We camped in tents in the middle of nowhere with no running water or electricity. We were explicitly instructed not to go to the bathroom in the middle of the night without someone because this is when all the animals are out eating!!!!.  Our first night we woke up to weird noises and then the biggest wail and screech that was sooooo close and scared ALL of us!  I thought it was an elephant, but our leader said it was hyenas.  These dogs like animals eat anything.  No one got sleep the rest of the night.  The next night I would Viviane, my tent mate to go to the bathroom.  As we were walking and shinning our lights out into the dark you could see all these big eyes looking at us! Lots of adrenaline.  We are still not sure what they were.  The next morning we head out of the surreal Serengeti for a long ride back to our base camp.  We are all glad to peal the dust off of us and exchange stories.

The drives are long and dusty.  All red dirt that is embedded in our skin and closes.  Really hard to get out.  We spot Kili as the locals call her.  Kilimanjaro, Africa’s tallest mountain.  Some of the people on the tour have just finished climbing her.  Some made it and some did not.  I have photos of the glacier that is melting on her summit.  Quiet impressive.  We spend the night in a hill top village.  Since we are high in altitude, it is rather cold.  I am not used to cold.  I do not predicate in the hike this morning since my knee is giving me trouble.  I feel it may be dehydration.  I go into the village an meet the locals.

We now do a very long drive over the desert to a hill top village in the Usambura Mountains.  This is a German settlement.  My tent mate and a few others opt for a hotel room for the next two nights with a real bed and shower!!  Quite a luxury.  It is not what you think Africa is like, very Alpine like and cool.  We are here for two days.  I will walk into the village and help our wonderful cook, Simon bring supplies back to camp.  I am so excited that there is wireless internet here and will be able to maybe see Kianna on video call today.  Right now she is just starting her sleep.  We are in the next day, 10 hours ahead.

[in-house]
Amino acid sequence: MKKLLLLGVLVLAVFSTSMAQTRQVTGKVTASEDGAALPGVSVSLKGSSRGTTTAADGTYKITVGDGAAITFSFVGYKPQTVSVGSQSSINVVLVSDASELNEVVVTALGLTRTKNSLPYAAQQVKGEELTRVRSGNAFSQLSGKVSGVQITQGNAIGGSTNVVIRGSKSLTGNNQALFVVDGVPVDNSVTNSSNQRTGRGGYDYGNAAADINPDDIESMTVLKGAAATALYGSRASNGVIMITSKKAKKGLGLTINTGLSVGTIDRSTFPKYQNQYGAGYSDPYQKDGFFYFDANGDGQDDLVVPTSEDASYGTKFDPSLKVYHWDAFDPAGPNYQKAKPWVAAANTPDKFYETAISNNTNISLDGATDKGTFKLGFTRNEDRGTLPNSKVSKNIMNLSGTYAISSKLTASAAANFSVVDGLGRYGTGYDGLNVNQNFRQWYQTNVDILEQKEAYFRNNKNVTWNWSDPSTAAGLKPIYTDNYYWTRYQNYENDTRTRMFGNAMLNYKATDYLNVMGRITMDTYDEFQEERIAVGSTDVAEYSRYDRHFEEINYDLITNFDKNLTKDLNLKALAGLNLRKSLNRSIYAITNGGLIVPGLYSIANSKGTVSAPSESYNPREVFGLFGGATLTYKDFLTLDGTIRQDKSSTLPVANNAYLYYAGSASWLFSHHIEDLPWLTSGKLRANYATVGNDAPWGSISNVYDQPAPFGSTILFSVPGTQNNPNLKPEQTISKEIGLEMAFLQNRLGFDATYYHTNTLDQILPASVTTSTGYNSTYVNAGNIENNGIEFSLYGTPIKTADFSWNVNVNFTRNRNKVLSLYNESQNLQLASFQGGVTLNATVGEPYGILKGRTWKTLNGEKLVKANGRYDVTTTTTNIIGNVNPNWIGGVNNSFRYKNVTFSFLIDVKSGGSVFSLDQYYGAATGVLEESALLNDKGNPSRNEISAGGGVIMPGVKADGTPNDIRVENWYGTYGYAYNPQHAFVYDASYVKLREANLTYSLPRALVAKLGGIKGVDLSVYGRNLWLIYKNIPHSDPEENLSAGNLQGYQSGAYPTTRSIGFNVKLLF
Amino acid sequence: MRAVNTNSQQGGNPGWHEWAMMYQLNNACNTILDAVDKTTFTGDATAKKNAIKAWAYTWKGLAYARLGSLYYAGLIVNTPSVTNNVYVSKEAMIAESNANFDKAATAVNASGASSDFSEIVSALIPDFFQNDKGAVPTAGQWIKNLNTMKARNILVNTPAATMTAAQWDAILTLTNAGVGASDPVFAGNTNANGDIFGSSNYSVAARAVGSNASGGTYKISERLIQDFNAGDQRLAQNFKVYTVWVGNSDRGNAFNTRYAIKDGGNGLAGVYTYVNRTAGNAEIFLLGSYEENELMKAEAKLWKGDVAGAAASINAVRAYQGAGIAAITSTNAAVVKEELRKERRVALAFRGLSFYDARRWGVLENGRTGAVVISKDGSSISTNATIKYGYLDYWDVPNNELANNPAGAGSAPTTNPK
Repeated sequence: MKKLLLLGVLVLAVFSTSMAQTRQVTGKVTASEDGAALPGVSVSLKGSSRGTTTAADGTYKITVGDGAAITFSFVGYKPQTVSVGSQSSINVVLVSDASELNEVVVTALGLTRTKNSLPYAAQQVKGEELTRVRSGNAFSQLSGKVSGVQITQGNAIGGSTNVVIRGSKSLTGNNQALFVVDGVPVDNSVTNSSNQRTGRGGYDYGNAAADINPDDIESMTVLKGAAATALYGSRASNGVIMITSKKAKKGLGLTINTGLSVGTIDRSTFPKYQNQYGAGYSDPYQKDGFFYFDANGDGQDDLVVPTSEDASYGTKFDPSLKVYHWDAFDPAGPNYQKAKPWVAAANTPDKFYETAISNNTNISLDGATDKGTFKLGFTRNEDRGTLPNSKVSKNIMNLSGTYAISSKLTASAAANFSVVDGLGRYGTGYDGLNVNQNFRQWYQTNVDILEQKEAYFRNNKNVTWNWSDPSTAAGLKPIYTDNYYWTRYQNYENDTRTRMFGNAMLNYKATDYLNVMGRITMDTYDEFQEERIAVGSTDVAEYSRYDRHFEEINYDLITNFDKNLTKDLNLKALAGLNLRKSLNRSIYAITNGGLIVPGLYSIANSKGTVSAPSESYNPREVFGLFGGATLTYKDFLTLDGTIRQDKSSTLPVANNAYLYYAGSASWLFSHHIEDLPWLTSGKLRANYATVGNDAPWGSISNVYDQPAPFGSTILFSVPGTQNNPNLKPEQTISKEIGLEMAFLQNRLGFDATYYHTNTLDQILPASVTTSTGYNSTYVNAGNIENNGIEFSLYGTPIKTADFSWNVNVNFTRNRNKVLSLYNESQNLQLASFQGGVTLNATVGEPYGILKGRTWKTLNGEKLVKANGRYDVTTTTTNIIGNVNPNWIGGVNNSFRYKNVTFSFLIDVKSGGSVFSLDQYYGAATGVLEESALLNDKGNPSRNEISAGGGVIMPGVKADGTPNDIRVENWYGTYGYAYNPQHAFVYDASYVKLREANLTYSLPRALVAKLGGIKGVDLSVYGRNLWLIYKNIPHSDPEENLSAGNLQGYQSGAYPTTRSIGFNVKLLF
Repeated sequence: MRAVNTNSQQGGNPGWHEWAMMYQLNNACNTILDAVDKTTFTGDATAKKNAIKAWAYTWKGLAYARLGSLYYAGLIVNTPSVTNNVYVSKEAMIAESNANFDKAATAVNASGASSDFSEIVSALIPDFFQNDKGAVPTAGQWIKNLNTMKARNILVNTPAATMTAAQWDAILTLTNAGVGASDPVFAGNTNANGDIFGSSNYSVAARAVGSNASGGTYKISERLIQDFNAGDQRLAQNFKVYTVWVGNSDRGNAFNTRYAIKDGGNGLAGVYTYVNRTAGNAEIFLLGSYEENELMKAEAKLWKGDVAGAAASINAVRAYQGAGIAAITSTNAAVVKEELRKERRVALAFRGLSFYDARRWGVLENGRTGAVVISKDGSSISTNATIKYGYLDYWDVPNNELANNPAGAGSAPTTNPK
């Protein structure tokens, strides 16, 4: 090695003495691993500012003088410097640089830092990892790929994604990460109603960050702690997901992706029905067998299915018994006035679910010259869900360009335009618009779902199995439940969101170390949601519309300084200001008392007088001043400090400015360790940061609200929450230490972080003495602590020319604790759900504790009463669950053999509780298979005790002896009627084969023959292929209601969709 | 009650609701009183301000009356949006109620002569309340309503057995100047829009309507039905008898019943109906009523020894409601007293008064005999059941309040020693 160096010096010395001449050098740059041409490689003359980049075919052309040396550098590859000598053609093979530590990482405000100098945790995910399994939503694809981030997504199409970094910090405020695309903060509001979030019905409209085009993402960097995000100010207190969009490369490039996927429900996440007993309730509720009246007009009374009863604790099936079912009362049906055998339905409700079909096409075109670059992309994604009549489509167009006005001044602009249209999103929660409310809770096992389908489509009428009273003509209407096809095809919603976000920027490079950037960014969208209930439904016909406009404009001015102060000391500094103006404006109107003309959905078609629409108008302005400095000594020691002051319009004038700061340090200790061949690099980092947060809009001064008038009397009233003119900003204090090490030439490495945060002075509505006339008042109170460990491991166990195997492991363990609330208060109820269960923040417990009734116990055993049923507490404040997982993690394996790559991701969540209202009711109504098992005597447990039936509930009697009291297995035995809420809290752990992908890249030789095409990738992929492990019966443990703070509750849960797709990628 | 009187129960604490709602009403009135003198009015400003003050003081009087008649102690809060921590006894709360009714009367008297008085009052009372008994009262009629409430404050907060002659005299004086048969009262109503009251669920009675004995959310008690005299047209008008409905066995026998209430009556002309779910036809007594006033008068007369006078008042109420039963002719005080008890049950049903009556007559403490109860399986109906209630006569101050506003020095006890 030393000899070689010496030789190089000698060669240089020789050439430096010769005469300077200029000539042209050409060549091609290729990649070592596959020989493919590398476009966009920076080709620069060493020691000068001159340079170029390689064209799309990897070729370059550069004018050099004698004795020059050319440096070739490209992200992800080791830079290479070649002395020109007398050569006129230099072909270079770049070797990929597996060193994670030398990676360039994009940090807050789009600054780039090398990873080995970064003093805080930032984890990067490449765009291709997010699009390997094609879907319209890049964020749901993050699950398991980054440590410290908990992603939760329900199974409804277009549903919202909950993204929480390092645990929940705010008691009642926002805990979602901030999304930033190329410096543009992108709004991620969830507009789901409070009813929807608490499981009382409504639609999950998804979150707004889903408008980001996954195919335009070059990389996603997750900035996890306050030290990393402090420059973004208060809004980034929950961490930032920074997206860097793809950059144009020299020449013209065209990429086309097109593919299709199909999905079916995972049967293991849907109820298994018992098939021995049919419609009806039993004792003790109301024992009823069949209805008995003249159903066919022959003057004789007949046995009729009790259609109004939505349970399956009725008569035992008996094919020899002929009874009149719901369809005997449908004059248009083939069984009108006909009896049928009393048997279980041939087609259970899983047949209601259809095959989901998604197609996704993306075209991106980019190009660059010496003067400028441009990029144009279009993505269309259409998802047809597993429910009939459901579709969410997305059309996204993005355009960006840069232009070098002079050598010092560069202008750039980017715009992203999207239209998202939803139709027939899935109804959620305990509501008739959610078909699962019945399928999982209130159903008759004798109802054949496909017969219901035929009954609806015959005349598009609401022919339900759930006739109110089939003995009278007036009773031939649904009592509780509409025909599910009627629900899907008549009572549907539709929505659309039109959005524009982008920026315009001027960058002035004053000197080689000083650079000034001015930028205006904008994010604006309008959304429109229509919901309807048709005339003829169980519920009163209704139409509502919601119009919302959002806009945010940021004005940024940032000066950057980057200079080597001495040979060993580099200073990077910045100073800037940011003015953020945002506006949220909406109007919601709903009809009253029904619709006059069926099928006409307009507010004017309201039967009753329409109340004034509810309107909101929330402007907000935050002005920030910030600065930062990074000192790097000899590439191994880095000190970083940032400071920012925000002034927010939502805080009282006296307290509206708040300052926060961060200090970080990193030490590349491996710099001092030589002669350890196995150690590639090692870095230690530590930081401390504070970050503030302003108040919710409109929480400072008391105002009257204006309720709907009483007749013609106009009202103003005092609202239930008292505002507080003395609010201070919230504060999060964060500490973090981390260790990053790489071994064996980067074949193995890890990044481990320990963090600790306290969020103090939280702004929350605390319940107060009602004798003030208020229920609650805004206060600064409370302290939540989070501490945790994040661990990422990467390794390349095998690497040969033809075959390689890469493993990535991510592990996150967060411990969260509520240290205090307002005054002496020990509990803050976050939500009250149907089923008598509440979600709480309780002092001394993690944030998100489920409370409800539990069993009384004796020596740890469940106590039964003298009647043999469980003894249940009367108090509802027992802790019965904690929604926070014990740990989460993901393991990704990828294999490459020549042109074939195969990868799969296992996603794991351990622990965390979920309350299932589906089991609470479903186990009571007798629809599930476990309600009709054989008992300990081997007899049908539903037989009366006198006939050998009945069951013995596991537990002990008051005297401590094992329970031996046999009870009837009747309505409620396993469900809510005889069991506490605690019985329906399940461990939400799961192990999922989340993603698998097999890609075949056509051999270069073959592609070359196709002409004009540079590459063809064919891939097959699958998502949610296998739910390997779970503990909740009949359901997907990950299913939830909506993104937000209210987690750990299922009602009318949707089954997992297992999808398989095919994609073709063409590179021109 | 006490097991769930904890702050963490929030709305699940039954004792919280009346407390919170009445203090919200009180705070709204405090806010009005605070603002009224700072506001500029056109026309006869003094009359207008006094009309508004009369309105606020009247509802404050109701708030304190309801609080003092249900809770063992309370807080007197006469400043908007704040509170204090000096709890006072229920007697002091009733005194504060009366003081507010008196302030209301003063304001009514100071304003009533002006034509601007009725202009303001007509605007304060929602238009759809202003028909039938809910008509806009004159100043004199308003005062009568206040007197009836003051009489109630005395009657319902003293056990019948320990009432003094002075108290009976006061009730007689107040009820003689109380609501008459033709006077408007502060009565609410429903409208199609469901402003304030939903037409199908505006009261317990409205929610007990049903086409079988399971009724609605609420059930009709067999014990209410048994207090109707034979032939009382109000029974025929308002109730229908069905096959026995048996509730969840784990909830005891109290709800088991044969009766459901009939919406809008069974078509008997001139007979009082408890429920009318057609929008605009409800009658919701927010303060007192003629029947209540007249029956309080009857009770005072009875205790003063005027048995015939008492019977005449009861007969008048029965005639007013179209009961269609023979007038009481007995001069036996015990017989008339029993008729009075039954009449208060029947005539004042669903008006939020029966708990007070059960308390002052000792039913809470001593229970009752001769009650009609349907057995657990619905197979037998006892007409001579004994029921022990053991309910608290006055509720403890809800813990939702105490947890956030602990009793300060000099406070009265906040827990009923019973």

We are off tomorrow on an eight hour bus ride to Dar es Salaam where we camp for the night on a beach and then spend two nights in Zanzibar!!!  To be continued.

Adrienne
Please excuse the misspellings; I don’t have my glasses with me right now.

October 1, 2009

Hello All,
We finally made the long 8 hour trek to Dar es Salaam two days ago.  A very large city on the coast.  We took the 2 hour ferry to the Island of Zanzibar.  What a fantastic place.. The island in in the Indian Ocean and the water and sand are unbelievable. Sand is like talc powder, so white and the water is turquoise.  The rest of my group went snorkeling today, but I will walk around the Island and take photos.  I will take a Dhow this afternoon around the Island.  Those are the boat that are very Arabic looking.  This Island is 95% Muslim and the Arabic influence is all around.  Nice to see contrast. Some of the people have been sick on the trip. My tent mate was lucky enough to be sick when we had a hotel room.  I had a funny stomach the morning of the ferry. Sorry about no photos.  It is hard to find fast computers and we are not sure if we use our memory cards they will get a virus.  We learn allot on the road about others experiences.  Being around all the Aussie and Brits, I am starting to get my Brit accent back.  We are at a beautiful resort.  We needed this after all the nights of putting up tents and pulling them down, going to the bathroom across a field and rushing around making deadlines. 
 
It is very interesting how many Swahlie words we use in our language.  I am finally learning a lot.  I kept saying Hatari thinking is was the word for good morning, but it meant “Danger”  Just think what the people thought that I was trying to be friendly to.  The girls I am with thought that was hysterical.  Hakuna Matata!  No worries.  Kianna, now I can say it properly.
 
Must go now and discover the island.
Hope all of you are very well.
Adrienne